Burntisland’s Mary on new note after competition confusion

Tricia Marwick
Tricia Marwick

She broke the mould in 1831 and is set to make history yet again as the first woman – other than the Queen – to grace a Royal Bank of Scotland note.

Despite a last-minute flood of votes for engineer Thomas Telford, RBS has confirmed Burntisland astronomer Mary Somerville has been nominated the public’s favourite ‘genius’ to grace its new £10 polymer note.

Mary Somerville

Mary Somerville

The result was not always clear cut, however.

Mary was comfortably ahead in the week-long campaign on Facebook. In fact, such was her popularity, Somerville’s two competitors – Telford and physicist James Clerk Maxwell – were trailing by almost 10 to one.

However, on Sunday, just hours before the midnight deadline, Telford’s votes quickly climbed from 500 to 5100; a flurry which raised sceptical eyebrows, including those belonging to the Presiding Officer of the Scottish Parliament, Tricia Marwick.

The Mid-Fife MSP said: “The number of votes didn’t change at all over about 24 hours which I thought was peculiar as I know folk were voting for Somerville.

“Then about 6 pm on Sunday I went into the site again and Telford had overtaken both by a country mile.

“Simply not possible.

“I complained to RBS on Sunday evening, before the voting closed, that there were unusual patterns of voting. They agreed to investigate.”

Telford overtook Somerville’s count of 4300 and it emerged a huge influx of votes were linked to Facebook accounts in countries such as Iraq, India and Vietnam.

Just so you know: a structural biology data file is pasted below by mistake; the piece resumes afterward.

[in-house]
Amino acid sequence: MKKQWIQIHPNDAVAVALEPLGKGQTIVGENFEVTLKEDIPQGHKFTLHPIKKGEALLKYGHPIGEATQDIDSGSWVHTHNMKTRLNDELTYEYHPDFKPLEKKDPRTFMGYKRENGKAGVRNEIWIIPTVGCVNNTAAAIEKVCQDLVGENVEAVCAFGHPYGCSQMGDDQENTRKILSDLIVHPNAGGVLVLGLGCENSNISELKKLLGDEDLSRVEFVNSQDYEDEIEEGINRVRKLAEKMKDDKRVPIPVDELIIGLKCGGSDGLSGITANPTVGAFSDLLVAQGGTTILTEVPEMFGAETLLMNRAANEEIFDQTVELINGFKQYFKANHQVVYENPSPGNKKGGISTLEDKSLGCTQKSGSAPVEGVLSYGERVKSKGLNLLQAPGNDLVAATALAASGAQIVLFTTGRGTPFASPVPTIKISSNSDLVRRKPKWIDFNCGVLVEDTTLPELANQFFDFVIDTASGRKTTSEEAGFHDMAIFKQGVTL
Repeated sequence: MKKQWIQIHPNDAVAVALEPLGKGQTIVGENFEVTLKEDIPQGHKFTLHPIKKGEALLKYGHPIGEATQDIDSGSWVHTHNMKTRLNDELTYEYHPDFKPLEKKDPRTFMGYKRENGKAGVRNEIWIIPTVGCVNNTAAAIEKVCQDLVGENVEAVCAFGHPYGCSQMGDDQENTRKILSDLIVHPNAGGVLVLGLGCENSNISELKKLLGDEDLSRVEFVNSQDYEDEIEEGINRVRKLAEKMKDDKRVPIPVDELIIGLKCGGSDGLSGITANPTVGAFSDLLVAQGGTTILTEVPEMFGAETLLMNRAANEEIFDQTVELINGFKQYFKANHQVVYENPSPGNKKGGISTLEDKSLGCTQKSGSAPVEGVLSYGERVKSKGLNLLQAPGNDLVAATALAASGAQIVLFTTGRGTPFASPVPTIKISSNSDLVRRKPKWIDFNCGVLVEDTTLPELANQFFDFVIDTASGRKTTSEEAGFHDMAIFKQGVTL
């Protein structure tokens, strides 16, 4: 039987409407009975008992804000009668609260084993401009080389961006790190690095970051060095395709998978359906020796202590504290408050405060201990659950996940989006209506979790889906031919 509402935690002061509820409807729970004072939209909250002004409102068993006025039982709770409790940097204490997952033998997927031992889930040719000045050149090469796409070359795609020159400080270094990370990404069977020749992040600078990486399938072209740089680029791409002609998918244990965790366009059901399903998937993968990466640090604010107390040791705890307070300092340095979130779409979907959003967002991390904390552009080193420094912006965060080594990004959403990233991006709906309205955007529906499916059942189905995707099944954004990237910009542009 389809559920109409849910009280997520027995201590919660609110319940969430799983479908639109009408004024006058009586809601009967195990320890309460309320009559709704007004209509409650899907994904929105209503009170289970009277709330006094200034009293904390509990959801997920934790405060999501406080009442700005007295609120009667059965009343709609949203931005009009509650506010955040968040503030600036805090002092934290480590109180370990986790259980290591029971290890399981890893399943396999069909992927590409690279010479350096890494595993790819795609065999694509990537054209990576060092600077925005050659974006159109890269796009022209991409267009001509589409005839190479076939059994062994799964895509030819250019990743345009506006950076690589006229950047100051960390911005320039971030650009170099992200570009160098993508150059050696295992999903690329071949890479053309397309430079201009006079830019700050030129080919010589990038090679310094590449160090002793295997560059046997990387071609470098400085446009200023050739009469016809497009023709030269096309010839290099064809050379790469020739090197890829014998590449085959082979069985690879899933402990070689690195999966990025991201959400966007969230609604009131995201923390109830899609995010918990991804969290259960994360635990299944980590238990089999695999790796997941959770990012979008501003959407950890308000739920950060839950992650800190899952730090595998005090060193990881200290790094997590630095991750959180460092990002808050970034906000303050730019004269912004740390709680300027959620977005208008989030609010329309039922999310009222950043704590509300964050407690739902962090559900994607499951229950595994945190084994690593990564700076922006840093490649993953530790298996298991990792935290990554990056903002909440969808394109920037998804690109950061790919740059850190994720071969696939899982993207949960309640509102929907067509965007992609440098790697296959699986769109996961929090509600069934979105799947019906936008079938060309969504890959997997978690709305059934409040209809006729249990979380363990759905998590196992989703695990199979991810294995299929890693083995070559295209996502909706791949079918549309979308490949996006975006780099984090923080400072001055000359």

After an investigation, RBS announced Mary as the winner yesterday (Wednesday).

Malcolm Buchanan, chairman of RBS’s Scotland board, said:“Any of our final nominees would have been worthy winners and we wanted to make sure that our choice properly reflected the wishes of those who took part.

“Mary Somerville’s immense contribution to science and her determination to succeed against all the odds clearly resonate as much today as they did during her lifetime.”

Mary Somerville - who was largely self-educated - discovered the planet Neptune.

Oxford’s Somerville College is named in her honour as is the Somerville Crater on the moon but there has been little formal recognition in her homeland.

Mrs Marwick, who succeeded in having a committee room at Parliament named after Somerville, described her as “a truly remarkable woman scientist, astronomer, a campaigner for women’s votes and education.”

Ian Archibald, convenor of Burntisland Heritage Trust said: “The people of Burntisland will, I have no doubt, be pleased and delighted to see Mary Somerville get the prominence and recognition she deserves.”